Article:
Reflecting its diverse nature, R&T has done an admirable job with its new improved web design. If you suffer from any allusion that a red rose implies a docile plant in a vase, one look disabuses you of that ghastly error.
What struck me first was the logo: an old typewriter keyboard narrowed down to a shot of two letters side by side: R T. To me, this indicates a truth to which all would-be writers must kneel down: writing is a painstaking and mindbreaking craft. It requires toil, anguish, and a super-tough hide.
Until the keyboard, in a mysterious sense, drinks of your blood, you will not be a true word artist.
R&T serves eager new writers, budding professionals, and literati who expect the very best sentences, and who want savvy insights from the contributors, blogs, podcasts, and forums generously offered. You won’t find greeting card sentiment here, but you will find a tremendous staff that loves the magic of language and plunges in with relish. They are phrase dancers. The team’s enthusiasm is palpable and contagious, and deserves full respect. Don’t dishonor them with wildcat submissions or impetuous prolix.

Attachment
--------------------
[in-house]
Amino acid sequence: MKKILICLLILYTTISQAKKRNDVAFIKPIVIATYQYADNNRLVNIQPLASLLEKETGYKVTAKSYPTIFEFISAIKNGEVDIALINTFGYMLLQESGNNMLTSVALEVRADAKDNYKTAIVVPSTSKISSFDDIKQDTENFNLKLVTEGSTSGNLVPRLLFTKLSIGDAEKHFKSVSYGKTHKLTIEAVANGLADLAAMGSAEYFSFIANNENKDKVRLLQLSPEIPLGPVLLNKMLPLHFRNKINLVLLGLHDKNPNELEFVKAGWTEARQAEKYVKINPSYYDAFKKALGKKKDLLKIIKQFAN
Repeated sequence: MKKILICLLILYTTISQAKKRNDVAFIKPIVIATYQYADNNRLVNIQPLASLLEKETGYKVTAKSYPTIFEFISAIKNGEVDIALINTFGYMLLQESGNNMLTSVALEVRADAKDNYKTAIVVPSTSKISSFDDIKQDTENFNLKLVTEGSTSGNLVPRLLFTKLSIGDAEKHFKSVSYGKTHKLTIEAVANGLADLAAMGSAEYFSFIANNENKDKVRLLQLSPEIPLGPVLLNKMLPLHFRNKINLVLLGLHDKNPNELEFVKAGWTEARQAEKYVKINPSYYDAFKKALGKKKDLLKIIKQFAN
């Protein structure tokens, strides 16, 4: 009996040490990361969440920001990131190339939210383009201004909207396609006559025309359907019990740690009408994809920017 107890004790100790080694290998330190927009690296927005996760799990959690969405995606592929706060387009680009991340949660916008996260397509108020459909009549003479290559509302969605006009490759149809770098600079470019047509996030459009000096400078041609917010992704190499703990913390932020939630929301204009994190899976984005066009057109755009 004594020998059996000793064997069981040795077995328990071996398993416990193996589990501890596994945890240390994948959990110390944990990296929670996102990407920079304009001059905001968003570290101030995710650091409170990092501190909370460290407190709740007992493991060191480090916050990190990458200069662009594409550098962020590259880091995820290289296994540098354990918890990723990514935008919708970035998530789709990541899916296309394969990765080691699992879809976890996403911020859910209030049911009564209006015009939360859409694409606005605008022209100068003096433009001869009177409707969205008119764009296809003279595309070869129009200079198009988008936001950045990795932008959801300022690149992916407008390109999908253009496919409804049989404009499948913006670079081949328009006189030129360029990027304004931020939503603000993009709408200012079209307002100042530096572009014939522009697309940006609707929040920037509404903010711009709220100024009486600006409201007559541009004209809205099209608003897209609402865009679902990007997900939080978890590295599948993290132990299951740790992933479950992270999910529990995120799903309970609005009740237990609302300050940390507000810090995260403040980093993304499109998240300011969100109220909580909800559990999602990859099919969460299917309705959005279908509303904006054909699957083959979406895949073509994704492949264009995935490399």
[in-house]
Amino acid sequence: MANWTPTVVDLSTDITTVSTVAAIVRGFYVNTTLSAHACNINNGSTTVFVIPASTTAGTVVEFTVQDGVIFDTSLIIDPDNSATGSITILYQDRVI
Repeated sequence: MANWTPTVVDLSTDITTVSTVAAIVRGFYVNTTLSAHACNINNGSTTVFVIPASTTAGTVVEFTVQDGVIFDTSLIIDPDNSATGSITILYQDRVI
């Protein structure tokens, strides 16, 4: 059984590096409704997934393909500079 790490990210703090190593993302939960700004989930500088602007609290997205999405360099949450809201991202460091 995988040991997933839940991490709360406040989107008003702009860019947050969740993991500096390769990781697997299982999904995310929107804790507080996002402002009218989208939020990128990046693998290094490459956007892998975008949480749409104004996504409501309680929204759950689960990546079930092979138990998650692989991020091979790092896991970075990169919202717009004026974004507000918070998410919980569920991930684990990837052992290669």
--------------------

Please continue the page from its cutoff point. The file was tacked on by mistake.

Although I’ve been loosely associated with the journal for over two years, through my poems, I do not know any of the staff personally. As befits true professionals, their main goal is the pulse of the craft, and I’m sure they are exceedingly busy.
I was just starting to get acquainted with Cesar Garza, now retired as editor. He was Senior Poetry Editor for years and did a splendid job. More importantly, he possesses one of the greatest passions I have seen, a true seeker and poet along the winding mystical paths of well-wrought sentences.
The new contact editor is Cynthia Toups, who is just as dedicated and unpretentious. I’ve emailed with her twice about the Winter 2010 issue and she seems friendly, astute and kind.
Many other people are vital to this journal, like dexterous vines of one of those roses that trellises out to become venerable, and hence earns the name of “rambler,” reserved for climbers especially beautiful and revered.